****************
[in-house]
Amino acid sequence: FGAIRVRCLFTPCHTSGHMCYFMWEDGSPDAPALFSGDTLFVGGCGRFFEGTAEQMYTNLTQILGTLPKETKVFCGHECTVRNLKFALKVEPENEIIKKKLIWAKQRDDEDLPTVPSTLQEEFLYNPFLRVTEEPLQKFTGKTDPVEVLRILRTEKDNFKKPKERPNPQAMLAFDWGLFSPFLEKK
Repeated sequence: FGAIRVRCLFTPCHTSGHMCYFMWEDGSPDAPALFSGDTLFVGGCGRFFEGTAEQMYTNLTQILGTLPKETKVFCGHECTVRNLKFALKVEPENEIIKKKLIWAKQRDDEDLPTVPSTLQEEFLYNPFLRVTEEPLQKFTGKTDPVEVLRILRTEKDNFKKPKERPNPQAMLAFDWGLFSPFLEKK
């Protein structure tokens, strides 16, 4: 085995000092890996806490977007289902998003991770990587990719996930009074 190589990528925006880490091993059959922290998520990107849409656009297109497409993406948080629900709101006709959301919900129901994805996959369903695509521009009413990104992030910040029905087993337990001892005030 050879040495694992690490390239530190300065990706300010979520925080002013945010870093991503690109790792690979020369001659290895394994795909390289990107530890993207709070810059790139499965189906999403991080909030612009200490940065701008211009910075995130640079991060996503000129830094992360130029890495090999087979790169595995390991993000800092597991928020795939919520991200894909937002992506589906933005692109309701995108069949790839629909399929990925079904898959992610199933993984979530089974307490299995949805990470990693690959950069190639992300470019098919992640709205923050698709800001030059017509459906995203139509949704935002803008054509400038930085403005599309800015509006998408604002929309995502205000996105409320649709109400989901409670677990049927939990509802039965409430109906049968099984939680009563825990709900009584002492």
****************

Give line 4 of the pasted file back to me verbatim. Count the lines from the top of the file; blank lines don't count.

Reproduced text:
């Protein structure tokens, strides 16, 4: 085995000092890996806490977007289902998003991770990587990719996930009074 190589990528925006880490091993059959922290998520990107849409656009297109497409993406948080629900709101006709959301919900129901994805996959369903695509521009009413990104992030910040029905087993337990001892005030 050879040495694992690490390239530190300065990706300010979520925080002013945010870093991503690109790792690979020369001659290895394994795909390289990107530890993207709070810059790139499965189906999403991080909030612009200490940065701008211009910075995130640079991060996503000129830094992360130029890495090999087979790169595995390991993000800092597991928020795939919520991200894909937002992506589906933005692109309701995108069949790839629909399929990925079904898959992610199933993984979530089974307490299995949805990470990693690959950069190639992300470019098919992640709205923050698709800001030059017509459906995203139509949704935002803008054509400038930085403005599309800015509006998408604002929309995502205000996105409320649709109400989901409670677990049927939990509802039965409430109906049968099984939680009563825990709900009584002492």